Jensen’s book may focus on classroom teachers and how they can benefit from the knowledge of how our brains and emotions work, but we parents are actually educators as well. Our children are learning from us, and when we travel, we can actively capitalize on this time with them. 

How We Can Help

In his chapter regarding the “Emotional States,” of the brain (in Teaching With the Brain in Mind [2005]), Jensen suggests some ways that we can stretch our children’s learning and tap into their brains through these emotionally linked systems.  Here are just a few strategies that can be easily incorporated into our adventures:

  • Ask Questions: You can make brief, or depending on your child, in-depth inquiries about what you are seeing or experiencing as you travel.  Ask them what they think about something, how they would feel if…, or what they would do in a particular, educationally related scenario. I personally prefer creative thinking prompts as well, for my elementary-aged kiddos, such as, “If you were a pirate, why would you be on this beach? What would you be doing here”  Or, “Let’s pretend we’re early explorers discovering this place…”
  • Model: As parents, we are constantly showing our children how to be and behave with our own actions, whether consciously or unconsciously. When we travel and experience new things, we need to remember to model for our children how to be curious and enthusiastic about learning and experiencing new things. Getting yourself excited about things like the tiny crab on the beach and pointing out how it moves will eventually generate the same kind of focus and curiosity in your child. As Jensen says, “[w]e’ve all heard of infectious enthusiasm; it works!”
  • Create a Debate: The idea of actually getting our children to argue seems like something we’d rather avoid, but “debating” isn’t about having a brawl. Debating has more to do with engaging in an emotional experience to cement learning; so, don’t be afraid to initiate a back-and-forth discussion, or pointed conversation, about something you saw or experienced that day.  Jensen even suggests that “[t]heater and drama can create strong emotions,” as well. Kids could create their own puppet show (out of stick or finger puppets) about a topic or put on a play enacting a moment in history and based on what they learned that day.  I know my kids would have loved to enact a battle scene from the Colosseum in Rome, tigers and all, or maybe even pretend to be a gondolier in Venice (which would be a much safer choice).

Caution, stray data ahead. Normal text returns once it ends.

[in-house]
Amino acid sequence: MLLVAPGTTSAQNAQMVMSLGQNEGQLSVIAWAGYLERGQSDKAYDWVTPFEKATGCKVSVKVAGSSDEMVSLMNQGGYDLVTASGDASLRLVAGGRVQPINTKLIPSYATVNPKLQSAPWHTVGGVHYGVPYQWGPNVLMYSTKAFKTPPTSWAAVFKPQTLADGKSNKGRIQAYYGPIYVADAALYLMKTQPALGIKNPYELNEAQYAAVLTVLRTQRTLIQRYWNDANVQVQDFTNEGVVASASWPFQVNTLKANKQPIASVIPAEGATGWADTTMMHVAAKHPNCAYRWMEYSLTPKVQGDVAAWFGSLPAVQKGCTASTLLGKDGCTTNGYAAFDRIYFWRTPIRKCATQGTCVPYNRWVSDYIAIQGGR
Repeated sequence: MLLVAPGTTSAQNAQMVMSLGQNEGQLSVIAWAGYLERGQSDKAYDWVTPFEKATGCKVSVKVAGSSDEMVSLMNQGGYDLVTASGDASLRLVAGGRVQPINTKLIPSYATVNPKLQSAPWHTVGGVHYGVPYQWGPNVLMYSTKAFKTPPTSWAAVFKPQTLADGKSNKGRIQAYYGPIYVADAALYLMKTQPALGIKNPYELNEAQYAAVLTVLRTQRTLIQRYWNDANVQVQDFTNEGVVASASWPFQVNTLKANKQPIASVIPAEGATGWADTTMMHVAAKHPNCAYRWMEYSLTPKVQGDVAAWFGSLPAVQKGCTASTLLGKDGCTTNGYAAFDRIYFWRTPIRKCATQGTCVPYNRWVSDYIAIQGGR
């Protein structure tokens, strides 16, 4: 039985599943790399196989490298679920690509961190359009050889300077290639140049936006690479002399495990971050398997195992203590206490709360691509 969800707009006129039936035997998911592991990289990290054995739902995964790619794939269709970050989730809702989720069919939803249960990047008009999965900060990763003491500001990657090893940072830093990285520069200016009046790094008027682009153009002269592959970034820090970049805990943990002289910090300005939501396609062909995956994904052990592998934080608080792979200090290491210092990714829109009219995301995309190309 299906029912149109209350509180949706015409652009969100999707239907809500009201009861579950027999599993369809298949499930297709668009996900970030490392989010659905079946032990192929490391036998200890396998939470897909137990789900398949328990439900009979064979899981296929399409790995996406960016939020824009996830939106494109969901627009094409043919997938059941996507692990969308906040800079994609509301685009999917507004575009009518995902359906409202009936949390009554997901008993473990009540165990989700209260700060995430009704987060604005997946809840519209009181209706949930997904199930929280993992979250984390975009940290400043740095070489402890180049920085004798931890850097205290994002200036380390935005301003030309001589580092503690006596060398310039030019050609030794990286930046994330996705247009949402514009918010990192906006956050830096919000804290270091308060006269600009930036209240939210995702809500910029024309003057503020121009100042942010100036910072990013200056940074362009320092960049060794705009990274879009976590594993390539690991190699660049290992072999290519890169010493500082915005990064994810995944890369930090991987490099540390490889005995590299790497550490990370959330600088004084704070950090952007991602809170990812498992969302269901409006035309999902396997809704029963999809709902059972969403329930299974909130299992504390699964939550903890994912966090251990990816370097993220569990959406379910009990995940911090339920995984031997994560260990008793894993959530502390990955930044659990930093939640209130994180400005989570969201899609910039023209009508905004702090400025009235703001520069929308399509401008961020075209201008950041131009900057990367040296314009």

• Journaling:  As with discussing and debating, we can share our personal reflections and ideas in a journal.  Perhaps, each family member can write about whatever he/she found the most special or meaningful from that day’s adventures. Then, you can share and discuss them all later as a family.  This would have been a wonderful thing to do on our longer train rides, and even though my children were too young to write a great deal themselves, there’s no reason I couldn’t have asked questions and written down their thoughts for them share later.

Better Together

While Jensen’s work focuses on teaching, students and the classroom dynamic and Sunderland focuses on the family experience, both are about working at and experiencing things together.  These shared endeavors are what help make us smarter. In fact, according to Sunderland’s research, new, shared family experiences create an “‘enriched’ environment” that is “associated with higher IQ in children (Gunnell 2005).”

Basically, whether you’re going camping, taking a hike, building sandcastles on a beach, or exploring an urban jungle, if it’s a new experience that you’re sharing, exploring, and enjoying together, you’re building your child’s brain and the family bond.  So, when it comes to buying toys or electronics for your children versus taking a family vacation, as Sunderland puts it, “there is no competition.”

References:

Jensen, E. (2005). Teaching with the brain in mind (2nd ed.). Alexandria, VA: ASCD.

Sunderland, Margot. (2017, February 1). The science behind how holidays make your child happier – and smarter.  The Telegraph. https://www.telegraph.co.uk/travel/family-holidays/the-science-behind-how-holidays-make-your-child-happier-and-smarter/

2 thoughts on “What’s Good for the (Family) Bond Is Good for the Brain

Leave a Reply

Your email address will not be published. Required fields are marked *